Robert A. Parker

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For other people named Robert Parker, see Robert Parker (disambiguation).
Robert Parker
RobertParker.jpg
NASA astronaut
Nationality American
Born (1936-12-14) December 14, 1936 (age 77)
New York City, New York
Other occupation
Physicist
Time in space
19d 06h 52m
Selection 1967 NASA Group
Missions STS-9, STS-35
Mission insignia
Sts9 flight insignia.pngSts-35-patch.svg

Robert Allan Ridley Parker (born December 14, 1936) is the former director of the NASA Management Office at the Jet Propulsion Laboratory and a retired NASA astronaut. He was a mission specialist on two space shuttle missions, STS-9 and STS-35.

He has logged over 3,500 hours flying time in jet aircraft and 463 hours in space.[citation needed]

Biography[edit]

Early life[edit]

Parker was born in New York City but grew up in Shrewsbury, Massachusetts. He attended primary and secondary schools in Shrewsbury. He received a Bachelor of Arts degree in astronomy and physics from Amherst College in 1958 and a doctorate in astronomy from the California Institute of Technology in 1962. Prior to his selection for astronaut training, Parker was an associate professor of astronomy at the University of Wisconsin–Madison.[citation needed]

NASA career[edit]

Parker points instruments on ASTRO-1 on Columbia's aft flight deck during STS-35.

Parker was selected as a scientist-astronaut by NASA in August 1967. He was a member of the astronaut support crews for the Apollo 15 and 17 missions, and served as program scientist for the Skylab program Director's Office during the three manned Skylab flights.[citation needed]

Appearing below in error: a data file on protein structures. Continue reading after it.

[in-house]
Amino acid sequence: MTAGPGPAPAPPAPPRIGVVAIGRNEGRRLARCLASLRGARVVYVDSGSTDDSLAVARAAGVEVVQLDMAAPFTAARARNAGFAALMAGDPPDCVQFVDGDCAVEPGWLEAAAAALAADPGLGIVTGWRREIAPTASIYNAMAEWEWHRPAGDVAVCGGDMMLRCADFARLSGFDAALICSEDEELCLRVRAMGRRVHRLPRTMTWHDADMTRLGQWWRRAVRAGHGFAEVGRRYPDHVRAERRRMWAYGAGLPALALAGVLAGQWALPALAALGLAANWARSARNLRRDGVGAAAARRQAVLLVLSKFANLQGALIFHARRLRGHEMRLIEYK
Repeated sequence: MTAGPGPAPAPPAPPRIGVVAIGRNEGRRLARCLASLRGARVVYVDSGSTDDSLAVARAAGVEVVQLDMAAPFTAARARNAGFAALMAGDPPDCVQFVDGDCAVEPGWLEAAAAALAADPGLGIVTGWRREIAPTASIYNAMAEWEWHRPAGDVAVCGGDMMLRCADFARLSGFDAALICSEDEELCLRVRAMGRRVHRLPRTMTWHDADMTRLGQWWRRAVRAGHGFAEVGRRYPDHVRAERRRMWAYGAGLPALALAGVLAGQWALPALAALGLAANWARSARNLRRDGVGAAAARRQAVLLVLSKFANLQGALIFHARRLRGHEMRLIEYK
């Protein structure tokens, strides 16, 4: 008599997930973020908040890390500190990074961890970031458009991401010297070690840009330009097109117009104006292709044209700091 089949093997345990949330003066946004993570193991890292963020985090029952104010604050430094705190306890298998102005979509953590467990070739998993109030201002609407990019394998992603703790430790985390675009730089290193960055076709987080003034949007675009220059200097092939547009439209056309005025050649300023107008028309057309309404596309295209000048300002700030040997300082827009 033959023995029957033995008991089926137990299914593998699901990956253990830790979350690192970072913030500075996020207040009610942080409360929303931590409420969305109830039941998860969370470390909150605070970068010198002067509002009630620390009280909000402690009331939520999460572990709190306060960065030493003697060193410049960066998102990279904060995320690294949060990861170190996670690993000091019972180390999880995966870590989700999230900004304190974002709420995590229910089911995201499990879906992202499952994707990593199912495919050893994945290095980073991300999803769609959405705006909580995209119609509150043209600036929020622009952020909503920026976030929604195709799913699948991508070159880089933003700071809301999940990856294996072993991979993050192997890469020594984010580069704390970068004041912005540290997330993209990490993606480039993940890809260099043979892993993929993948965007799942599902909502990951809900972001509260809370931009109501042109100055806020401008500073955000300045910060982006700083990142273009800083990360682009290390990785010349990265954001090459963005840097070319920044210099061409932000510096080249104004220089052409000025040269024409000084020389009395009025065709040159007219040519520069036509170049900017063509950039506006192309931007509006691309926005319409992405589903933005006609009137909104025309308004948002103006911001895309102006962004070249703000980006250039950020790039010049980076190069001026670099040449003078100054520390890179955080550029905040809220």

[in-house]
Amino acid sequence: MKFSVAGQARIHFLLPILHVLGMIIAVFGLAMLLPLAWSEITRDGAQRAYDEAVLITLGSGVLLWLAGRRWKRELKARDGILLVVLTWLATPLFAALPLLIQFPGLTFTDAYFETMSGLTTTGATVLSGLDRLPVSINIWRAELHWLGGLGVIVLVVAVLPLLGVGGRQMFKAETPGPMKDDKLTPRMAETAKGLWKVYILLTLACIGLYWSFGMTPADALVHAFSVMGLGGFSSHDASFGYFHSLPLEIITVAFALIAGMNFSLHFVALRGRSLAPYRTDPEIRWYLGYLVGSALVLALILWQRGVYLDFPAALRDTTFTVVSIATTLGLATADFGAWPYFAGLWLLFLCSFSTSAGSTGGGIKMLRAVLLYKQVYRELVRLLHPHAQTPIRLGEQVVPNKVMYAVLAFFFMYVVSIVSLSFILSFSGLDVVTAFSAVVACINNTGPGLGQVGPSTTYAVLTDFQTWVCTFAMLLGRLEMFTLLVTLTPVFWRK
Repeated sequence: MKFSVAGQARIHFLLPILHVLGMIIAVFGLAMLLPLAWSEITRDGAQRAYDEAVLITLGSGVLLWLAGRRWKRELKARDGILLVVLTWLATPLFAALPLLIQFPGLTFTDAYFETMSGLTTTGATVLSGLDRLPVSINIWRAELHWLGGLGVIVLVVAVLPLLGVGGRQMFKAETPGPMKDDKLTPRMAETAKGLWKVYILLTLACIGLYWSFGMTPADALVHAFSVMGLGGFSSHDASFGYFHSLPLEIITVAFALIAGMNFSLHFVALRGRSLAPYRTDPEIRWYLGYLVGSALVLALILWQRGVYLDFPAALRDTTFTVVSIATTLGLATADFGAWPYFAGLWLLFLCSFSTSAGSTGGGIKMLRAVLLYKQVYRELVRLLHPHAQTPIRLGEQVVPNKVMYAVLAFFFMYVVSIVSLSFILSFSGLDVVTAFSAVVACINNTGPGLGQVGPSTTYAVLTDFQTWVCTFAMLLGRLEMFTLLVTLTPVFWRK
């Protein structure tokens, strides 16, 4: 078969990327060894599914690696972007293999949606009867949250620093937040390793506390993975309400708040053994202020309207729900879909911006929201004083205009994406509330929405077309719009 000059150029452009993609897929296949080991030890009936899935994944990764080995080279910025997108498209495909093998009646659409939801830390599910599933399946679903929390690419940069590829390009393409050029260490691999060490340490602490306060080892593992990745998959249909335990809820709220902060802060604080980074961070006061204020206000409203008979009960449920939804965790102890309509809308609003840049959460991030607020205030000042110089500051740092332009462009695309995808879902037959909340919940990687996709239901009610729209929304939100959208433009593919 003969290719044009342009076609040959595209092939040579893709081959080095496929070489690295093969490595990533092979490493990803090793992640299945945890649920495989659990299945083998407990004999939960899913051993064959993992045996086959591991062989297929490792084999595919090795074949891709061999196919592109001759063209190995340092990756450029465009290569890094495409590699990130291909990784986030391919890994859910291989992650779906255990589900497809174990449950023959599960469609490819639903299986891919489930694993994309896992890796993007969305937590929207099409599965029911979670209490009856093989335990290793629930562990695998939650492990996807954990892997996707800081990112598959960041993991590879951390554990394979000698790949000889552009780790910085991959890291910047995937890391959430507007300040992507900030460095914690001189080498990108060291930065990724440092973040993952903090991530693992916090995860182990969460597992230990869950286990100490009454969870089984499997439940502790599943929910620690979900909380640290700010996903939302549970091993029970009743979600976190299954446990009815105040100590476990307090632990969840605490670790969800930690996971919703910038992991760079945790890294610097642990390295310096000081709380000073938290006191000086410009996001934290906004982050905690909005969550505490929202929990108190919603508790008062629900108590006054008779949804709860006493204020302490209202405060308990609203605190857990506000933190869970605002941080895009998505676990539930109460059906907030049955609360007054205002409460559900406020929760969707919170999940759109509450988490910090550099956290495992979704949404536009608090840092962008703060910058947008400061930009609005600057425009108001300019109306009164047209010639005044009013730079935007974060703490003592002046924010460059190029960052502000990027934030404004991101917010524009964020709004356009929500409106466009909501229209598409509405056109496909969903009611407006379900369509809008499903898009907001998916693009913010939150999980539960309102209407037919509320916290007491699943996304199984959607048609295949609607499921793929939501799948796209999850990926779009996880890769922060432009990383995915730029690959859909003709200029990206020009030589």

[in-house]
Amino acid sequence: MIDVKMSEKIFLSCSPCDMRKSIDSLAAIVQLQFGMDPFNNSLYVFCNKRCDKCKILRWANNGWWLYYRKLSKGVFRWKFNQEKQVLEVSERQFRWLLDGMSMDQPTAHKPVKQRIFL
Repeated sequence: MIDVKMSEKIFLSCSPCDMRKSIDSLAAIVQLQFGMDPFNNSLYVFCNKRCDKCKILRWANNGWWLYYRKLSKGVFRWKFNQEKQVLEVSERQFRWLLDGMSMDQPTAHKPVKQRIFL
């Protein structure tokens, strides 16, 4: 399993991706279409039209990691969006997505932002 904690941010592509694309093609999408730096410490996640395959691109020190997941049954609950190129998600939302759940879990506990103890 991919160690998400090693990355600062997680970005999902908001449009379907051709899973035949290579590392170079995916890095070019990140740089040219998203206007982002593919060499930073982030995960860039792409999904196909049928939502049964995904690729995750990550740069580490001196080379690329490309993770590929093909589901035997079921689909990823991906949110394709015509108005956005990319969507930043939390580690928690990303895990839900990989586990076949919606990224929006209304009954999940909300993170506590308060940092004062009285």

From March 1988 to March 1989, Parker was stationed at NASA Headquarters in Washington, D.C. where he served as director of the Space Flight/Space Station Integration Office.[citation needed]

A veteran of two Spacelab missions, Parker was a mission specialist on STS-9/Spacelab-1 (28 November-8 December 1983) and on STS-35 (2–10 December 1990); which featured the ASTRO-1 ultraviolet astronomy laboratory.[citation needed]

Post-flight career[edit]

Parker was director of the Division of Policy and Plans for the Office of Space Flight at NASA Headquarters from January 1991 to December 1991. From January 1992 to November 1993, he was director of the Spacelab and Operations Program. From December 1993 to August 1997 he was manager of the Space Operations Utilization Program. In August 1997, Parker was named director of the NASA Management Office at the Jet Propulsion Laboratory in Pasadena, California. Parker retired from NASA on August 31, 2005.[citation needed]

Family[edit]

Parker married the former Judy Woodruff of San Marino, California. They have five children and nine grandchildren.[citation needed]

Honors and memberships[edit]

Parker is a member of the American Astronomical Society and of the International Astronomical Union.[citation needed]

He was awarded the NASA Exceptional Scientific Achievement Medal (1973) and the NASA Outstanding Leadership Medal (1974).[citation needed]

Media[edit]

Parker was a contributor to the book, NASA's Scientist-Astronauts by David Shayler and Colin Burgess.[citation needed]

In the 1998 miniseries From the Earth to the Moon, Parker was portrayed by Chris Ellis.[citation needed]

References[edit]